A comprehensive introduction and reference guide to the minimum description length (MDL) Principle that is accessible to researchers dealing with inductive reference in diverse areas including statistics, pattern classification, machine learning, data mining, biology, econometrics, and experimental psychology, as well as philosophers interested in the foundations of statistics.
The minimum description length (MDL) principle is a powerful method of inductive inference, the basis of statistical modeling, pattern recognition, and machine learning. It holds that the best explanation, given a limited set of observed data, is the one that permits the greatest compression of the data. MDL methods are particularly well-suited for dealing with model selection, prediction, and estimation problems in situations where the models under consideration can be arbitrarily complex, and overfitting the data is a serious concern. This extensive, step-by-step introduction to the MDL Principle provides a comprehensive reference (with an emphasis on conceptual issues) that is accessible to graduate students and researchers in statistics, pattern classification, machine learning, and data mining, to philosophers interested in the foundations of statistics, and to researchers in other applied sciences that involve model selection, including biology, econometrics, and experimental psychology.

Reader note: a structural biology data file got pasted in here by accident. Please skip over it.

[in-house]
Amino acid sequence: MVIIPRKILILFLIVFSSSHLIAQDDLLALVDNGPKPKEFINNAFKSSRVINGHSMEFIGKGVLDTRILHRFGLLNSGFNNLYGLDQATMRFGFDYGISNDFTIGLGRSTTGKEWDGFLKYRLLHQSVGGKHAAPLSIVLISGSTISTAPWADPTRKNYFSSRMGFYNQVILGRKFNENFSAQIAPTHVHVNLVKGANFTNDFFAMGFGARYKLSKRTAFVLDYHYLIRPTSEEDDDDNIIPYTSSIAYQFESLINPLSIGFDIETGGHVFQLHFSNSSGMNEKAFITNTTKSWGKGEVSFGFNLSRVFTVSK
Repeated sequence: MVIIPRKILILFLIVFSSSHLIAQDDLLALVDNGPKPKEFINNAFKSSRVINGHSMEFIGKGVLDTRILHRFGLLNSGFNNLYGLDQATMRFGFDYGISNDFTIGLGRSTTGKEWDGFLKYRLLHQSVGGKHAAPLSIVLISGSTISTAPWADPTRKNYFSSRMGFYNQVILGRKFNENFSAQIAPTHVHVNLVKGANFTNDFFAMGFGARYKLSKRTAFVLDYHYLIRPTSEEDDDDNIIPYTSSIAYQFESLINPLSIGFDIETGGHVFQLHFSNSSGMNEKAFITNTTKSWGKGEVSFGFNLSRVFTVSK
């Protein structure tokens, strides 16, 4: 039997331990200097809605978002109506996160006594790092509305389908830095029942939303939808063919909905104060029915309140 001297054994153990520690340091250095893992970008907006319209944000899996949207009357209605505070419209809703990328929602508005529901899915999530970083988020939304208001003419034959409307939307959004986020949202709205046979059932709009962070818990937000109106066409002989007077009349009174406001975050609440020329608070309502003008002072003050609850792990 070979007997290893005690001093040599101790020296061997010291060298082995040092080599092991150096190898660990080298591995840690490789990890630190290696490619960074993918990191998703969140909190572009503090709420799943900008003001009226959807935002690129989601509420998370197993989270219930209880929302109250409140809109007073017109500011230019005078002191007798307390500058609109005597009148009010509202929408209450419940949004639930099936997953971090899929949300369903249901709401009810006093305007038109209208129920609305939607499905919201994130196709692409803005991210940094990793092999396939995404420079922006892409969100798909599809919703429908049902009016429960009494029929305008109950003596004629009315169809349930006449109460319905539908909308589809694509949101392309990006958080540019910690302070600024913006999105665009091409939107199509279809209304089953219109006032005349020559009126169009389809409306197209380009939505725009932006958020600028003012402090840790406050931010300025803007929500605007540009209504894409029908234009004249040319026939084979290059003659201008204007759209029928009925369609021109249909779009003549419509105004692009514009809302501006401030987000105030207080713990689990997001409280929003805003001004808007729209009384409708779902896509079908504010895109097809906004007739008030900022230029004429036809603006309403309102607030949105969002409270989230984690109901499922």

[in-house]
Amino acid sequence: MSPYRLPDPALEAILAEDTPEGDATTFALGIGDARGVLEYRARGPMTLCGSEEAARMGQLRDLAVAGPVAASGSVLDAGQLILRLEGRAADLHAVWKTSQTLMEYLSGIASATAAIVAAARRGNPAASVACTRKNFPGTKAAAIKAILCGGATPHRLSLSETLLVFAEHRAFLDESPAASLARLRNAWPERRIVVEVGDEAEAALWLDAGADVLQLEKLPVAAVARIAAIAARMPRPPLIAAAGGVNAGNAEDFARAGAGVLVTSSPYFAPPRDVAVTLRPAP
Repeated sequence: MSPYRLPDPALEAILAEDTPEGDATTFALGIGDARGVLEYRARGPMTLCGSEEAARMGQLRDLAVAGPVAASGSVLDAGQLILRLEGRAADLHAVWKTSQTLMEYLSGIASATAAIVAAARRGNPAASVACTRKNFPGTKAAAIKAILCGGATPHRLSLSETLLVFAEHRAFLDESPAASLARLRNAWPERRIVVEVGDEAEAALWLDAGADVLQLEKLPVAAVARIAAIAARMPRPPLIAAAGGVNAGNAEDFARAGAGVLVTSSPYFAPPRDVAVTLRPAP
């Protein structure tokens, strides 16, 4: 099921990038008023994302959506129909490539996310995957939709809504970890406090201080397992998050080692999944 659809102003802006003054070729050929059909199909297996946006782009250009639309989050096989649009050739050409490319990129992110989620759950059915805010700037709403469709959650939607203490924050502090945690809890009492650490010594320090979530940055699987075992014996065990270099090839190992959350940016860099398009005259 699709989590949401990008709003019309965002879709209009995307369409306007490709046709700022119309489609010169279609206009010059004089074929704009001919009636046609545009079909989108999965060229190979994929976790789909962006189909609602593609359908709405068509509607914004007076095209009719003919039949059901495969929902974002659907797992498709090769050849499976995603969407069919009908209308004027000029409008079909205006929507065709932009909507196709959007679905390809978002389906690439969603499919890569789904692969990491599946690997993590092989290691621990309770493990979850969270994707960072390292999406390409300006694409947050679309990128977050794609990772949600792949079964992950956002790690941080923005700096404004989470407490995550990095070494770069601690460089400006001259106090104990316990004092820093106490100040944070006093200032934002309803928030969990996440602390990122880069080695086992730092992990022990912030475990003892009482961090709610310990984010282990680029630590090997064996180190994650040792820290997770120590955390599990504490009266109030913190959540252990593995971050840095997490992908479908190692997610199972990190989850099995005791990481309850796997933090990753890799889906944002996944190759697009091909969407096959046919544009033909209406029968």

Part I provides a basic introduction to MDL and an overview of the concepts in statistics and information theory needed to understand MDL. Part II treats universal coding, the information-theoretic notion on which MDL is built, and part III gives a formal treatment of MDL theory as a theory of inductive inference based on universal coding. Part IV provides a comprehensive overview of the statistical theory of exponential families with an emphasis on their information-theoretic properties. The text includes a number of summaries, paragraphs offering the reader a "fast track" through the material, and boxes highlighting the most important concepts.
About the Author
Peter D. Grünwald is a researcher at CWI, the National Research Institute for Mathematics and Computer Science, Amsterdam, the Netherlands. He is also affiliated with EURANDOM, the European Research Institute for the Study of Stochastic Phenomena, Eindhoven, the Netherlands.
Most Helpful Customer Reviews
I have not read this book from cover to cover (and doubt I will) but the sections I have read so far¿universal codes, exponential families, and MDL in context¿have all been excellent. I would recommend the treatment of exponential families to anyone who wants to grasp the basic ideas intuitively before moving on to more technical treatments. The MDL principle is presented in an enthusiastic but considered light. I was particularly impressed with the sober analysis of its short-comings and myriad directions for future research.I expect this will be one of those books I will return to over the years, obtaining new insights each time.